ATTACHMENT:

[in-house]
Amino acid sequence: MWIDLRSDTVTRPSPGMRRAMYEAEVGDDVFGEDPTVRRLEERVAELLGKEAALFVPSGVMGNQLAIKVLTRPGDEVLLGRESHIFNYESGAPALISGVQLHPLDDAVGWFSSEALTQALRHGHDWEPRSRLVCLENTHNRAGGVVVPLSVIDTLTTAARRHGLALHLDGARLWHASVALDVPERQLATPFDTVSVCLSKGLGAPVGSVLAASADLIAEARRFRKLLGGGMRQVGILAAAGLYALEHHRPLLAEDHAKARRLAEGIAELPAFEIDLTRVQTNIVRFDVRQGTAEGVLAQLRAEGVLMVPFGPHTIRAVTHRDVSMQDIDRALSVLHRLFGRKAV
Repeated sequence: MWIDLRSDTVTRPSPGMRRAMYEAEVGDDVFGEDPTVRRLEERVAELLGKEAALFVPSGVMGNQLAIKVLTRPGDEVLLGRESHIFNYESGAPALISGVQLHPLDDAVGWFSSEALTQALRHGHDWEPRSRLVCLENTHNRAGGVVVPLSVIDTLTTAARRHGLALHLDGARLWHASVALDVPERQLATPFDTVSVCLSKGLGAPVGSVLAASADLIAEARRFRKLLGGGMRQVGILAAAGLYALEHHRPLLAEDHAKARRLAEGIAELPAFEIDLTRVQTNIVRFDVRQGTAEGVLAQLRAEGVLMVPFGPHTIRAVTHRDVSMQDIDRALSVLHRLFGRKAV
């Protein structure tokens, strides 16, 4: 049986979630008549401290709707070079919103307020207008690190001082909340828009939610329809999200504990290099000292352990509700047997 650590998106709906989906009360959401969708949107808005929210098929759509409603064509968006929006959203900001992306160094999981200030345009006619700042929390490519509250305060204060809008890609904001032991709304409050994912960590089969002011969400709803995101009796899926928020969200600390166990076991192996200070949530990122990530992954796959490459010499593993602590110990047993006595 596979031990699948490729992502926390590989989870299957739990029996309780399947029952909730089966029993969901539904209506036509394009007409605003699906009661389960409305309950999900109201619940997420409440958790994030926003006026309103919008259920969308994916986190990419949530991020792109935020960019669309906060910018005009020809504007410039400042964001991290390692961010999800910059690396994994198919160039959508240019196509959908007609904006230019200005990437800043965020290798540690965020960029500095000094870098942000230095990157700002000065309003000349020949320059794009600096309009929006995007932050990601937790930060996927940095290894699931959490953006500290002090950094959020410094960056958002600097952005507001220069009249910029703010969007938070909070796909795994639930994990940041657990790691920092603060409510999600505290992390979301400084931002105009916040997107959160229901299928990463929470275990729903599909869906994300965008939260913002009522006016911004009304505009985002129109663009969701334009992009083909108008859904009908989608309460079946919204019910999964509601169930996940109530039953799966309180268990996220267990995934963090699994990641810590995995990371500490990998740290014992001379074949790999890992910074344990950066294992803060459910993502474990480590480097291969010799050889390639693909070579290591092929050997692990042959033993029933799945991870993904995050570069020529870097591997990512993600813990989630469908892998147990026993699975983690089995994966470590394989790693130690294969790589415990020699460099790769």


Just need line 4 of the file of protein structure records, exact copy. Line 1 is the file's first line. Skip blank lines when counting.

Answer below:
């Protein structure tokens, strides 16, 4: 049986979630008549401290709707070079919103307020207008690190001082909340828009939610329809999200504990290099000292352990509700047997 650590998106709906989906009360959401969708949107808005929210098929759509409603064509968006929006959203900001992306160094999981200030345009006619700042929390490519509250305060204060809008890609904001032991709304409050994912960590089969002011969400709803995101009796899926928020969200600390166990076991192996200070949530990122990530992954796959490459010499593993602590110990047993006595 596979031990699948490729992502926390590989989870299957739990029996309780399947029952909730089966029993969901539904209506036509394009007409605003699906009661389960409305309950999900109201619940997420409440958790994030926003006026309103919008259920969308994916986190990419949530991020792109935020960019669309906060910018005009020809504007410039400042964001991290390692961010999800910059690396994994198919160039959508240019196509959908007609904006230019200005990437800043965020290798540690965020960029500095000094870098942000230095990157700002000065309003000349020949320059794009600096309009929006995007932050990601937790930060996927940095290894699931959490953006500290002090950094959020410094960056958002600097952005507001220069009249910029703010969007938070909070796909795994639930994990940041657990790691920092603060409510999600505290992390979301400084931002105009916040997107959160229901299928990463929470275990729903599909869906994300965008939260913002009522006016911004009304505009985002129109663009969701334009992009083909108008859904009908989608309460079946919204019910999964509601169930996940109530039953799966309180268990996220267990995934963090699994990641810590995995990371500490990998740290014992001379074949790999890992910074344990950066294992803060459910993502474990480590480097291969010799050889390639693909070579290591092929050997692990042959033993029933799945991870993904995050570069020529870097591997990512993600813990989630469908892998147990026993699975983690089995994966470590394989790693130690294969790589415990020699460099790769």